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Thursday, 27 September, 2001, 10:02 GMT 11:02 UK
Mysteries of laughter revealed
Women laughing
Women are more likely to laugh in song-like bursts
Scientists in America claim to have uncovered the secrets of laughter.

More than a thousand "bursts" of laughter from 97 different people were analysed by a team from Vanderbilt University in Nashville.

Their study found that women were more likely to laugh "in song" while men tended to "grunt or snort".

Laughter from the men and women taking part in the experiment was secretly taped as they watched extracts from funny films such as the "bring out your dead" sketch from Monty Python and the fake orgasm scene from the film "When Harry met Sally".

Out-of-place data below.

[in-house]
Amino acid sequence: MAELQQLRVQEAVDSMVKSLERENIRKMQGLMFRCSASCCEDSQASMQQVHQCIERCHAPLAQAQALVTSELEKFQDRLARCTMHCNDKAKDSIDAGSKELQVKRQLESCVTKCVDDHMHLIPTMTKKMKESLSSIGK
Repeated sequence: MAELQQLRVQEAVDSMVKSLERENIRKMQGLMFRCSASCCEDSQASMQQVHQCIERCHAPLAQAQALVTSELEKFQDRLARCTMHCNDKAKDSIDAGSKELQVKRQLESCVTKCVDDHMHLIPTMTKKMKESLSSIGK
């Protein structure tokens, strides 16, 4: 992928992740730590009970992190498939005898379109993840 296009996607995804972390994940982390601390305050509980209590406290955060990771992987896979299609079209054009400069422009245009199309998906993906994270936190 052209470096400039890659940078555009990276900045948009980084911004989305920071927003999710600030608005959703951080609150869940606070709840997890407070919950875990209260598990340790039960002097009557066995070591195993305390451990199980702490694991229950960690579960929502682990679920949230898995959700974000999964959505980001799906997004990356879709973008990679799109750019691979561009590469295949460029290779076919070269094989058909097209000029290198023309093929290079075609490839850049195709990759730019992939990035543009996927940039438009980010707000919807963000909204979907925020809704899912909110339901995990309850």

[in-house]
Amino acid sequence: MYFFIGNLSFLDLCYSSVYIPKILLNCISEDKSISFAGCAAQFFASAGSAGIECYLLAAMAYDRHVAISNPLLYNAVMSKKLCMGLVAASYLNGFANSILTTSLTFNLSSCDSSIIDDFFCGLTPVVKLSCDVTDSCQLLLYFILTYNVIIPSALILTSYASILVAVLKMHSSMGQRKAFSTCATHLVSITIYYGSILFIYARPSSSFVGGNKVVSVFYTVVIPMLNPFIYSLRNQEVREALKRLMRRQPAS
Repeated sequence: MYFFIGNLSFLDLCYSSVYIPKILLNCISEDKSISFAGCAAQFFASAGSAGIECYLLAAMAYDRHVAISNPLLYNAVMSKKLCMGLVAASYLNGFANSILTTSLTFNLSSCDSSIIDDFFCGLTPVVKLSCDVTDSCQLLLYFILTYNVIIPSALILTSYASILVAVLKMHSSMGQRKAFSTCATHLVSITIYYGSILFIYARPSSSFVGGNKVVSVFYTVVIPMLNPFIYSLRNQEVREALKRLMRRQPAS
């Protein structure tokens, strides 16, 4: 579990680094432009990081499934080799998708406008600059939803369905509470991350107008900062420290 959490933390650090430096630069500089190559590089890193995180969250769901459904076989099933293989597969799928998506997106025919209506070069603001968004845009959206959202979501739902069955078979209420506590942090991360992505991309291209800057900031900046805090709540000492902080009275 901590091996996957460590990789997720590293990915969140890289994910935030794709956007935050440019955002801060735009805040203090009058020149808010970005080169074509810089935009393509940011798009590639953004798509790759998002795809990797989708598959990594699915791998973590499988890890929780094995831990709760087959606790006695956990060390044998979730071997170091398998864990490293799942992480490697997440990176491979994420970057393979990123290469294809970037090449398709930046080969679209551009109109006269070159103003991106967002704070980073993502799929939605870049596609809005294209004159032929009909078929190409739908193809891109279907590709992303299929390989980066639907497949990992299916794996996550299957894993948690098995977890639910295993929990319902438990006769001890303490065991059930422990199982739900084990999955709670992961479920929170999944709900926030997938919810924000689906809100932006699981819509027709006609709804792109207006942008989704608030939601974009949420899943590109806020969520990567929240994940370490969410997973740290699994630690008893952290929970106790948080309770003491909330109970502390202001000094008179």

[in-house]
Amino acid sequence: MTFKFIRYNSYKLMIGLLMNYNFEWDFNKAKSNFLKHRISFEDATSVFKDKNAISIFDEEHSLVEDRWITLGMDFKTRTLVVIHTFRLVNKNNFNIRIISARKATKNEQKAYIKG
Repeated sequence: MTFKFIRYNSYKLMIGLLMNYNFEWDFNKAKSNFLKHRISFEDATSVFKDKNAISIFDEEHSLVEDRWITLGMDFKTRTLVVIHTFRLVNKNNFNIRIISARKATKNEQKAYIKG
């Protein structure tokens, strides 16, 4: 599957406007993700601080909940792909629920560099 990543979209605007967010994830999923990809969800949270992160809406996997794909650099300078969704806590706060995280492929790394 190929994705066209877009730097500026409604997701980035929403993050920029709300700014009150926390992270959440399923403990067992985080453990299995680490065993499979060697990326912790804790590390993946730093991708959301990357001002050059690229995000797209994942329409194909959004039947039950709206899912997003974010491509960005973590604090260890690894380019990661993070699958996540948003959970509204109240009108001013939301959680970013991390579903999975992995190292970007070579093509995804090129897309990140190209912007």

Giggles and chuckles

Jo-Anne Bacharowski, who led the research, said: "One of the biggest surprises was the variety of sounds that constitute laughter."

She said the study revealed that "voiced" or song-like laughter came in the form of giggles and chuckles and was most likely to be produced by women.

"Unvoiced" laughter, on the other hand, was composed of grunts and snorts and more associated with men.

The experiment, detailed in the New Scientist magazine, also looked at the vowel sounds in laughter and found that stereo-typical laughter sounds such as "ho, ho, ho" and "tee, hee, hee" were inaccurate.

Ms Bacharowski said although the subjects of the study were American she expected the findings to apply in other cultures.

See also:

07 May 99 | Health
Only when I laugh
03 Sep 99 | Health
Laugh till you drop
01 May 98 | Sci/Tech
Rats 'like a laugh'
15 Nov 00 | Health
Laughter 'protects the heart'
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